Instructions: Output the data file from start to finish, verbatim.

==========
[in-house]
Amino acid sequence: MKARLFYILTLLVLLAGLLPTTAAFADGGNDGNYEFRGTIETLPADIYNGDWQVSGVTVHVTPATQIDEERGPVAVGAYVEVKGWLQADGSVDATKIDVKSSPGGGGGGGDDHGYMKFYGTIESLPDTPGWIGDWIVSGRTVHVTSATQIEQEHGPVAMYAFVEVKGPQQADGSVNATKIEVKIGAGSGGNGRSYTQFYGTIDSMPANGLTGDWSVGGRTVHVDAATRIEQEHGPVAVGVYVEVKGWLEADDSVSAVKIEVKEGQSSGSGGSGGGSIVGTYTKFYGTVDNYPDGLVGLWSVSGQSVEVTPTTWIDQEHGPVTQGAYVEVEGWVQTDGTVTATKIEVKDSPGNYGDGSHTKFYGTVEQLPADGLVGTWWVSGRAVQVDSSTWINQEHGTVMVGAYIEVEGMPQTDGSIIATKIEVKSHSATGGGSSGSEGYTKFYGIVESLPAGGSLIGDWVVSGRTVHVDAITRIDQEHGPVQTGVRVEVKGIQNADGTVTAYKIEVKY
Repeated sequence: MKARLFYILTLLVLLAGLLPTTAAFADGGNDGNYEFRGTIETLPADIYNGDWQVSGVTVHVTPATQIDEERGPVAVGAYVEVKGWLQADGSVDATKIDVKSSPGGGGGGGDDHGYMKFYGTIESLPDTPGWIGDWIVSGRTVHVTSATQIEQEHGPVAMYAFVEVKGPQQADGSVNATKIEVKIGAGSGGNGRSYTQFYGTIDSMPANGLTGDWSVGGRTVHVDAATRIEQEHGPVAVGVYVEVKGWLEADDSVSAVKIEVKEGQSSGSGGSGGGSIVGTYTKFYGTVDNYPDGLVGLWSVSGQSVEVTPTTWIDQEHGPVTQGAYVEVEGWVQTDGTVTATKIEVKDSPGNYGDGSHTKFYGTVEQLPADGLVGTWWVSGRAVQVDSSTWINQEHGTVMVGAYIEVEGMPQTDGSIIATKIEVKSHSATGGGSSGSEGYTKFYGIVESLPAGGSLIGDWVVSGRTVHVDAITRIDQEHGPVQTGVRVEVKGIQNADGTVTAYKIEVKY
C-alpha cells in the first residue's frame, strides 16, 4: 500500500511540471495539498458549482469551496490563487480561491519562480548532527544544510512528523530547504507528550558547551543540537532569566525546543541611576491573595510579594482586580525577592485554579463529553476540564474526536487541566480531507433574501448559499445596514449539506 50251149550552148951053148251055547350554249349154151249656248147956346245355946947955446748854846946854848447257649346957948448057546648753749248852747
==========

[in-house]
Amino acid sequence: MKARLFYILTLLVLLAGLLPTTAAFADGGNDGNYEFRGTIETLPADIYNGDWQVSGVTVHVTPATQIDEERGPVAVGAYVEVKGWLQADGSVDATKIDVKSSPGGGGGGGDDHGYMKFYGTIESLPDTPGWIGDWIVSGRTVHVTSATQIEQEHGPVAMYAFVEVKGPQQADGSVNATKIEVKIGAGSGGNGRSYTQFYGTIDSMPANGLTGDWSVGGRTVHVDAATRIEQEHGPVAVGVYVEVKGWLEADDSVSAVKIEVKEGQSSGSGGSGGGSIVGTYTKFYGTVDNYPDGLVGLWSVSGQSVEVTPTTWIDQEHGPVTQGAYVEVEGWVQTDGTVTATKIEVKDSPGNYGDGSHTKFYGTVEQLPADGLVGTWWVSGRAVQVDSSTWINQEHGTVMVGAYIEVEGMPQTDGSIIATKIEVKSHSATGGGSSGSEGYTKFYGIVESLPAGGSLIGDWVVSGRTVHVDAITRIDQEHGPVQTGVRVEVKGIQNADGTVTAYKIEVKY
Repeated sequence: MKARLFYILTLLVLLAGLLPTTAAFADGGNDGNYEFRGTIETLPADIYNGDWQVSGVTVHVTPATQIDEERGPVAVGAYVEVKGWLQADGSVDATKIDVKSSPGGGGGGGDDHGYMKFYGTIESLPDTPGWIGDWIVSGRTVHVTSATQIEQEHGPVAMYAFVEVKGPQQADGSVNATKIEVKIGAGSGGNGRSYTQFYGTIDSMPANGLTGDWSVGGRTVHVDAATRIEQEHGPVAVGVYVEVKGWLEADDSVSAVKIEVKEGQSSGSGGSGGGSIVGTYTKFYGTVDNYPDGLVGLWSVSGQSVEVTPTTWIDQEHGPVTQGAYVEVEGWVQTDGTVTATKIEVKDSPGNYGDGSHTKFYGTVEQLPADGLVGTWWVSGRAVQVDSSTWINQEHGTVMVGAYIEVEGMPQTDGSIIATKIEVKSHSATGGGSSGSEGYTKFYGIVESLPAGGSLIGDWVVSGRTVHVDAITRIDQEHGPVQTGVRVEVKGIQNADGTVTAYKIEVKY
C-alpha cells in the first residue's frame, strides 16, 4: 500500500511540471495539498458549482469551496490563487480561491519562480548532527544544510512528523530547504507528550558547551543540537532569566525546543541611576491573595510579594482586580525577592485554579463529553476540564474526536487541566480531507433574501448559499445596514449539506 50251149550552148951053148251055547350554249349154151249656248147956346245355946947955446748854846946854848447257649346957948448057546648753749248852747